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Palmerston North Film Society: Len Lye: Art that Moves

When:

Wed 9 Jun 2010, 5:30pm
Wed 9 Jun 2010, 8:00pm

Where: Downtown Cinemas, 70 Broadway Ave, Palmerston North

Restrictions: All Ages

Related Artists:

Listed by: Ross Stevenson

Len Lye: Art that Moves
New Zealand 1934-2009 80mins
June 9th

"One of my art teachers put me onto trying to find my own art theory. After many morning walks...an idea hit me that seemed like a complete revelation. It was to compose motion, just as musicians compose sound. (The idea) was to lead me far, far away from wanting to excel in...traditional art."

Len Lye had this revelation, while still a young man. It was to endure as the central theme of his life and art for the next sixty years generating an extraordinary body of works including films, paintings, drawings, writings and sculpture.

Lye was the pioneer of many film-making techniques, including 'direct animation', the process of drawing and scratching designs directly onto film. He made his first animated film in 1929 and continued experimenting with new film-making techniques to the end of his life in 1980. Throughout his 50 year career as a film-maker, Lye saw animated film as a perfect medium for experiment. He wanted animators to be ‘free radicals’. He once wrote: "There has never been a great film unless it was created in the spirit of the experimental film-maker. All great films contribute something original in manner or treatment".

In Rainbow Dance and Trade Tattoo Lye experimented with the new colour separation processes such as Technicolor, taking black and white footage and re-colouring it in a dazzling way so that it looked like a cubist painting or a collage by Matisse.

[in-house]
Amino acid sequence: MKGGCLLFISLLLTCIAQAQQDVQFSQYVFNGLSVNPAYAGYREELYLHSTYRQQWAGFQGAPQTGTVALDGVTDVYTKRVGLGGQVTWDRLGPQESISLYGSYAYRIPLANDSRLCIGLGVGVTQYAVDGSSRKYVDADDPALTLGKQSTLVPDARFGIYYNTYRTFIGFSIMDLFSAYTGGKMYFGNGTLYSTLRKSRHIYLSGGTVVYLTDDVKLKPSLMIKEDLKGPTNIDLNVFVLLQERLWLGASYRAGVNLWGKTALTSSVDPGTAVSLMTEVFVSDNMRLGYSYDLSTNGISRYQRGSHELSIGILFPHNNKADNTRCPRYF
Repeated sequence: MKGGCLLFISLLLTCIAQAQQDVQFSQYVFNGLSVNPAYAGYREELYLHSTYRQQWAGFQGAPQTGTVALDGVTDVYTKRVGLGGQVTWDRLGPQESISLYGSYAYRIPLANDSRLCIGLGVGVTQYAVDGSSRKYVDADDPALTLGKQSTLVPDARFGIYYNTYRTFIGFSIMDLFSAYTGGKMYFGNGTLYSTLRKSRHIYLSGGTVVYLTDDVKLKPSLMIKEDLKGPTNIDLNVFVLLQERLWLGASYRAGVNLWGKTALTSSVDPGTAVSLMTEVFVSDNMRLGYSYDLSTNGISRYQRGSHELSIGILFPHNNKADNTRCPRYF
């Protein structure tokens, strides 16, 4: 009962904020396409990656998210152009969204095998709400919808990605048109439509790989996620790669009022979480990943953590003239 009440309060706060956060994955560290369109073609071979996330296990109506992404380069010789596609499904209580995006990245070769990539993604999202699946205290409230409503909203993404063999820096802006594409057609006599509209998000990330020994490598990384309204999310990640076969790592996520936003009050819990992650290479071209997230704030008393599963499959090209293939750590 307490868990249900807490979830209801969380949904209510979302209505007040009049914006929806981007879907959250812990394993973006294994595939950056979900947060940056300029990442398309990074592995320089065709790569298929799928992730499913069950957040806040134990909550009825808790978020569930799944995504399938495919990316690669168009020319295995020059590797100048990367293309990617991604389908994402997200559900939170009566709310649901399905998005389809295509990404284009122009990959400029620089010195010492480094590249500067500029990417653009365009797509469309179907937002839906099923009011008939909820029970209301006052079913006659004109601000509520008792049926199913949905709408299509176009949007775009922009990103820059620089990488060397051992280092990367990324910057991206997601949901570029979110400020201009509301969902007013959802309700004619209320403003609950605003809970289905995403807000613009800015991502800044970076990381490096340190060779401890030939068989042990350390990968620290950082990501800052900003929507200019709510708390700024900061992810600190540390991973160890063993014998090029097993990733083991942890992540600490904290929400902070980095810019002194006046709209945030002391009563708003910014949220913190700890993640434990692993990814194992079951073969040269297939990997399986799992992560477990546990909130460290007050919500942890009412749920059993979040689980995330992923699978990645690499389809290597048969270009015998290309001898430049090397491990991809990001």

In 1944 he moved to New York and contributed to an upsurge in experimental film-making in the USA. In the 1940s and 50s he came to know many of the abstract expressionist artists, screened his films at their parties, and felt an affinity between their paintings and his films. Despite his failure to find sponsorship he continued to make films. In Colour Cry he extended the 'rayogramme' method in new directions, using everything from strips of film to patterned fabric to accompany a spine-tingling blues song by Sonny Terry. In Free Radicals and Particles in Space he gave up colour to concentrate on the most basic elements of the film medium - light and movement. He developed new symbols of "energy" scratched onto black film with a variety of tools ranging from ancient Indian arrowheads to modern dental tools.

Our programme opens with a film directed by Roger Horrocks, Art that Moves, about Lye as a teenager in New Zealand, having his Eureka discovery of ‘the art that moves.’ Then there are 14 of Lye's best films to illustrate his rich visual imagination, sense of humour, and love of music. They include films recently restored such as Prime Time and Life's Musical Minute. A surprise extra is Atomic Power, one of the famous March of Time programmes Lye directed as his ‘day job’.

Did you know?
The Govett-Brewster Art Gallery (corner of Queen and King Streets, New Plymouth) is home to the archives and studio collection of the Len Lye Foundation.

Screenings are at 5.30pm and 8pm at Downtown Cinemas
Members only. Palmerston North Film Society Membership is available at the door before each screening and lasts for one full year.

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